Friday, March 22, 2024

Streaming and traveling

One thing I used to do was take a streaming device with me when I traveled. I don't do that any more, and I'll get into why I don't later. Bur I used to carry one in my travel bag. If you want a streamer to carry, you need to keep a few things in mind.

First, never attempt to set up the device while traveling. Set it up ahead of time. Test it at home. Make sure it has the apps you want and it can connect to the Internet.

Next, consider that some wireless network for travelers have a splash screen for when you join the network. Some devices don't play well with those. Roku used to be notorious for this, mostly because most people use Roku. For the most part, they have resolved that issue.

For Fire TV, the option is pretty easy, and it's not that hard for Chromecast/Google TV devices, according to Cord Cutters News:

On Fire TV devices, the process might be easier. Head to Settings, and then Network to set up a new WiFi connection. You should see the captive portal web page on your TV screen, where you can log in and start streaming.

For the Chromecast with Google TV, you might need to download the Google Home app to connect your device to the hotel or dorm WiFi.

I've not used Fire TV nor Google TV when traveling, but I understand from others that Fire TV is easy to use.

Note that I've not mentioned Apple TV. There are two reasons. First, I've not found instructions on how to use it, and second, I think sticks and dongles are the better form factor when traveling, and there is no Apple TV stick.

And that is another thing: use a stick for travel. They are smaller, more compact, and easier to use. And don't forget the remote! It's nearly impossible to use a stick without a remote when traveling.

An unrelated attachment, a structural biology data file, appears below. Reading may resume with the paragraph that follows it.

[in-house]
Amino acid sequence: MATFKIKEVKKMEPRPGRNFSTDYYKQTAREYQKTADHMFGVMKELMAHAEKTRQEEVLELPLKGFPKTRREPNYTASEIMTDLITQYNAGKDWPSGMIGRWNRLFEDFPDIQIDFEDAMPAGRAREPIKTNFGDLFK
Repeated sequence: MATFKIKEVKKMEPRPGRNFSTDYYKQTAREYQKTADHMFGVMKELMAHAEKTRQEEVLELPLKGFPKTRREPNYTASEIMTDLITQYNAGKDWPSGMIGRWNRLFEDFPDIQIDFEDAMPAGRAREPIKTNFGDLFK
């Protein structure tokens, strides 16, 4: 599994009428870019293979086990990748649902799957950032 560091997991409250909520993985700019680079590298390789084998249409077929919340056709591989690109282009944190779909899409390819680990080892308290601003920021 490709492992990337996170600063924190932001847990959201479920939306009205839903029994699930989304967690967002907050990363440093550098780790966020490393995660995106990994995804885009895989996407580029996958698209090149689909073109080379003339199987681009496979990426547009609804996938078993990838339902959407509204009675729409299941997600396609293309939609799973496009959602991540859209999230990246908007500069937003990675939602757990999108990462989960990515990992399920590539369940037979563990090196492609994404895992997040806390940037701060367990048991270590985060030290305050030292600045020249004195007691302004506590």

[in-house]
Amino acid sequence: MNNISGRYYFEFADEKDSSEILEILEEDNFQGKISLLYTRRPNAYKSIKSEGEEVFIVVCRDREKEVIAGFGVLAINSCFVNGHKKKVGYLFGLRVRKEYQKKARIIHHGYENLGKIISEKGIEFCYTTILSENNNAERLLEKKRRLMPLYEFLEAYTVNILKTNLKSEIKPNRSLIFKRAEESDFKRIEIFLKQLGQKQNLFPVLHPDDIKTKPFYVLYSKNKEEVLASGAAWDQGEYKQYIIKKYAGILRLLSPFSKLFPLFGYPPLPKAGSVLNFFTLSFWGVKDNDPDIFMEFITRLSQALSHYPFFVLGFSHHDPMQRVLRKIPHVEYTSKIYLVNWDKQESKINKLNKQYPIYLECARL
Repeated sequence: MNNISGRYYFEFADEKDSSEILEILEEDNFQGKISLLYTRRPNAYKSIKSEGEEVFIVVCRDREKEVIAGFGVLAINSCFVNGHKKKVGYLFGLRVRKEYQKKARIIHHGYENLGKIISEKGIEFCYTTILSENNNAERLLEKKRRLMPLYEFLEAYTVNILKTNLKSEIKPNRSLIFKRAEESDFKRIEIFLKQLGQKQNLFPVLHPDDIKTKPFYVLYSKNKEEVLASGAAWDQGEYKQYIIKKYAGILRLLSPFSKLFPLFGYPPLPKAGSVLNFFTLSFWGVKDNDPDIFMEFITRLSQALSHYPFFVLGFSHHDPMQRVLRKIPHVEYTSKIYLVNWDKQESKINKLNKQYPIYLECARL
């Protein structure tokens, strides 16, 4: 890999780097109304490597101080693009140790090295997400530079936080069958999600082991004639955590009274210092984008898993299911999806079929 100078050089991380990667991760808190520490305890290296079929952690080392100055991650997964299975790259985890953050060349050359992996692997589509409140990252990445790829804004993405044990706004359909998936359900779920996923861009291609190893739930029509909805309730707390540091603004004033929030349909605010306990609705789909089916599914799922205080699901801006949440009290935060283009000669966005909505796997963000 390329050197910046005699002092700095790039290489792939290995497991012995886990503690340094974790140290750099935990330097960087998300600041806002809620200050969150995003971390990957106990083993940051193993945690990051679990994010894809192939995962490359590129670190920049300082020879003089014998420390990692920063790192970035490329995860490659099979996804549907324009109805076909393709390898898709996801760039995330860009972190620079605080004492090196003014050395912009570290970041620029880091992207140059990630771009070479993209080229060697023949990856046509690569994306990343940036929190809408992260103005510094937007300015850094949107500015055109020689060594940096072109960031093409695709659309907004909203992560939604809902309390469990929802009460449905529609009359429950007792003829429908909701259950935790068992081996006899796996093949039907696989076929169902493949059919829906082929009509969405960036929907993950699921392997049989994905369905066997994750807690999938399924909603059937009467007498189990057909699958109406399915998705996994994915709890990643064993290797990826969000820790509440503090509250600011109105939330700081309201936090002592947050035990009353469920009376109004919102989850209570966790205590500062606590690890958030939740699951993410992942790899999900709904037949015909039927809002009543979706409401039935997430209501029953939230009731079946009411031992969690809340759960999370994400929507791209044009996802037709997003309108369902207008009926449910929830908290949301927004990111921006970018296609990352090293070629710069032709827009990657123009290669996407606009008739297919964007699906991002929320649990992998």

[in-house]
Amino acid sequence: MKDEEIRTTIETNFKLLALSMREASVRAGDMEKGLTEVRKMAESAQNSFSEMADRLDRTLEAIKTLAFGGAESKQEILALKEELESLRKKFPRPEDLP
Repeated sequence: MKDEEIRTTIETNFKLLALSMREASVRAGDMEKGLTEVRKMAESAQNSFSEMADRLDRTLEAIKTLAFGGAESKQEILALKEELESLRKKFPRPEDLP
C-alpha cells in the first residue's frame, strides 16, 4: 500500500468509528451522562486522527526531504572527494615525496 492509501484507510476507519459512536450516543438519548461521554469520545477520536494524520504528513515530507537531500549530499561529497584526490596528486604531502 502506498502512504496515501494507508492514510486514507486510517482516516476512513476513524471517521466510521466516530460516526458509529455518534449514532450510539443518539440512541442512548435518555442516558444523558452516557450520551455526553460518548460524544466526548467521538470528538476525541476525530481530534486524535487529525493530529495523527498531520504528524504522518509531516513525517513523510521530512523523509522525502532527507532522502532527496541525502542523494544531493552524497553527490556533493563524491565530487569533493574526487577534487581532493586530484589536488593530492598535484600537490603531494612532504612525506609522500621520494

Another recommendation is that you have a device designated for travel. Don't unplug the one from your TV and take with you. Things happen when you travel. Luggage gets lost. Things get broken when plugging them in and unplugging them so much. Think of a travel streaming device as disposable, because if something goes wrong, it is.

My final thought is what I mentioned earlier. I used to take a device with me. I don't any more. I have mobile devices, such as phones and tablets -- and laptops, for that matter -- that are designed for travel, and that can be accessed any time if I need something. But one thing I never do is turn on the TV when I'm traveling. I'm traveling for a reason. It's not to watch TV. I can do that at home.

If there is something going on in the world, I can get the gist of it from network news from the TV service they have at the hotel. But I rarely turn on a TV when traveling. My Streaming Life is important to me. But my real life is more important. They are not the same.

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